I Used To Think Brandon Prust Was A Good Guy. Then He Had His Racist Meltdown

Brandon Prust (r.) doesn’t seem to have a firm grasp on the nuance of racism.
Brandon Prust (r.) doesn’t seem to have a firm grasp on the nuance of racism.
Photo: Getty

Covering the New York Rangers during the 2010-11 season meant covering the best season that Brandon Prust had in the NHL.


The previous season, Prust was the player who had been the extra part in a trade that brought Olli Jokinen to New York while sending Chris Higgins and Ales Kotalik to Calgary. After totaling 17 points in 115 games over his first three NHL seasons, Prust broke out with 13 goals and 16 assists in 2010-11, played a career-high 13:49 a game, and finished 17th in the Selke Trophy vote.

During that season, Prust was one of the friendliest players in the locker room, willing to talk in good times and bad, and generally seeming to have a pretty good perspective on the opportunity he was getting and how he was taking advantage of it. It made him a very likable character.

But you don’t truly get to know someone from watching them practice and play hockey every day, then talking to them for a few minutes afterwards. That’s just a small window that opens into one room of a life.

On Tuesday, Prust pulled back a few curtains. He started by sharing a meme that he felt was “pretty racist sayin ‘white people’” as he claimed, “If I made a post like this n said ‘black people’ would u consider it racist? Of course u would. So what’s the difference?”

It was actually a follow-up to the previous night, when Prust tweeted at the original poster of the meme, and Judd Apatow, who had retweeted it, “Are you talking about every white person in the world? Ur pretty fuckin racist. Sometimes u just have to look in the mirror when looking for racism.” That original poster, Kelly Wickham Hurst, later posted that after she’d blocked Prust on Twitter, he found her on Instagram to call her a racist and hypocrite.

Things really got out of hand on Tuesday, when he called Hurst “a racist bitch,” and bristled, to say the least, atmany criticism he got. That included lashing out at Lexi Brown, the wife of J.T. Brown, who is one of the still fewer than 100 black players in NHL history, and It included throwing barbs at Brock McGillis, the first openly gay pro hockey player.


Getting defensive and doubling down are classic responses to getting called out on unacceptable behavior, especially on Twitter, and especially when starting from a position like “not all white people,” the close cousin of the all-too-familiar “not all men.”

What’s different here is that Prust did seem to be receptive when the source’s sociological profile was closer to his own, even replying “thank you” to a tweet that explained, “Cuz us white people have a history using blanket statements about other races. We’ve created this style usage. If you haven’t done these things, then it’s not talking about you. All you’re doing here is saying ‘Not all white people.’ We already know that. It’s not about you.”


It’s not as simple as being able to say that the way to get through to white men is white men. Even here, Apatow is a white man and so is McGillis. But the fact that some people were able to get through to Prust is encouraging, and what makes this incident different from the stylings of Aubrey Huff, or Dustin Penner, or David Carr, is that Prust expressed a desire to understand and maybe even to grow.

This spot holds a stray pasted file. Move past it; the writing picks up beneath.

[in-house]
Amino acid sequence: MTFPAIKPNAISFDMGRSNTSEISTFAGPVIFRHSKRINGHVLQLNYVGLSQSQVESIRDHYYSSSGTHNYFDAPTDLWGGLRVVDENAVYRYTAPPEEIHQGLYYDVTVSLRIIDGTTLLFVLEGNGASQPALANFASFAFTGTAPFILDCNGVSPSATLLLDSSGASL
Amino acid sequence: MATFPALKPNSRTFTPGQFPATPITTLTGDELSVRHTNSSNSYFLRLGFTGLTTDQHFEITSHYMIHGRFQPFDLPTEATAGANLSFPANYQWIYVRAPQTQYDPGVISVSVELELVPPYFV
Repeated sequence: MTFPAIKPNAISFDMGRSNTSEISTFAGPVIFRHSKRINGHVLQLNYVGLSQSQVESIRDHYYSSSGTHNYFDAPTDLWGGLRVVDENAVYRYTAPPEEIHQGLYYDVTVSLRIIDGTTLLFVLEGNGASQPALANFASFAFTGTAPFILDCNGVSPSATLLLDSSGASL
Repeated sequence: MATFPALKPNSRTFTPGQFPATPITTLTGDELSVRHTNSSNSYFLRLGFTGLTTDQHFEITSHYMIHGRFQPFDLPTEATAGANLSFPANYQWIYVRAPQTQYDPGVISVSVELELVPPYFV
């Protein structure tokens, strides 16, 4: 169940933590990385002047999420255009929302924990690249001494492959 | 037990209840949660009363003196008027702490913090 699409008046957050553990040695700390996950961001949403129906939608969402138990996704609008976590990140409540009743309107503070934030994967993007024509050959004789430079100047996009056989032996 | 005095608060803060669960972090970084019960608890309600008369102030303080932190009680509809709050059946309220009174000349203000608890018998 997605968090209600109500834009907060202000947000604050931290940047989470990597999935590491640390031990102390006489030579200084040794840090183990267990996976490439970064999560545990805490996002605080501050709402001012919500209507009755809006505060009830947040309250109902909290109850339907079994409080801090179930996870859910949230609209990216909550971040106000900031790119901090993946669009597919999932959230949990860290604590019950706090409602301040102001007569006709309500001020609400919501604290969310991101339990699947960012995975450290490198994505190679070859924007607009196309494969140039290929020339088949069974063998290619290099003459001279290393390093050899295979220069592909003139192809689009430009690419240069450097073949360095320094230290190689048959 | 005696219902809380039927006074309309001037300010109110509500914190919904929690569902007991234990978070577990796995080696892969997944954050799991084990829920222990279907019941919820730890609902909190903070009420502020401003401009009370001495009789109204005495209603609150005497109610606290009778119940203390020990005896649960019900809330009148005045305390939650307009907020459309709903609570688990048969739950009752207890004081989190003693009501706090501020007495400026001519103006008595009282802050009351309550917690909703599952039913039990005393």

That doesn’t excuse Prust’s online behavior any more than him having been a nice guy in a locker room full of white male hockey players and white male hockey writers a decade ago. It does mean that Prust is someone who might still be reached.


Part of what made Prust successful in that season in New York was how hard he worked — and how hard he had to work — to be more than just a fighter, which is what the Rangers thought they were getting when they traded for him, before going out that summer and signing a name-brand enforcer in the late Derek Boogaard. Because of the path he took, it’s not hard to understand why Prust would be able to say, and really feel he was right, that, “I’ve never been accustomed to privilege,” and why he might be particularly harsh toward McGillis.

There’s a toxic notion that hard work alone is enough to accomplish anything, and it’s particularly hard to shake with people like Prust, who did work hard, and who didn’t have all the gifts of some of their peers. Prust is also a guy who saw his marriage end less than a year ago, and feels that his ex-wife “conned” him and hurt him financially. Put that on top of being a few years removed from the end of a career that was both fulfillment of a childhood dream and paid millions of dollars a year, and you can see where someone would experience feelings of anything from vulnerability to outright being under attack.


It doesn’t mean a person has to go down a QAnon rabbit hole like Penner. What’s difficult is responding to someone in Prust’s position in a way that won’t push them into that, because while his online meltdown was as egregious as his hit that broke ex-teammate Derek Stepan’s jaw in the 2014 playoffs, his own experience means he’ll just see it as sticking up for himself, because that’s what he’s always had to do. What you have to hope he realizes is that, as his last tweet on Tuesday to McGillis was encouraging, Prust is willing to put in the same work to make himself a better person as he was to make himself a better hockey player.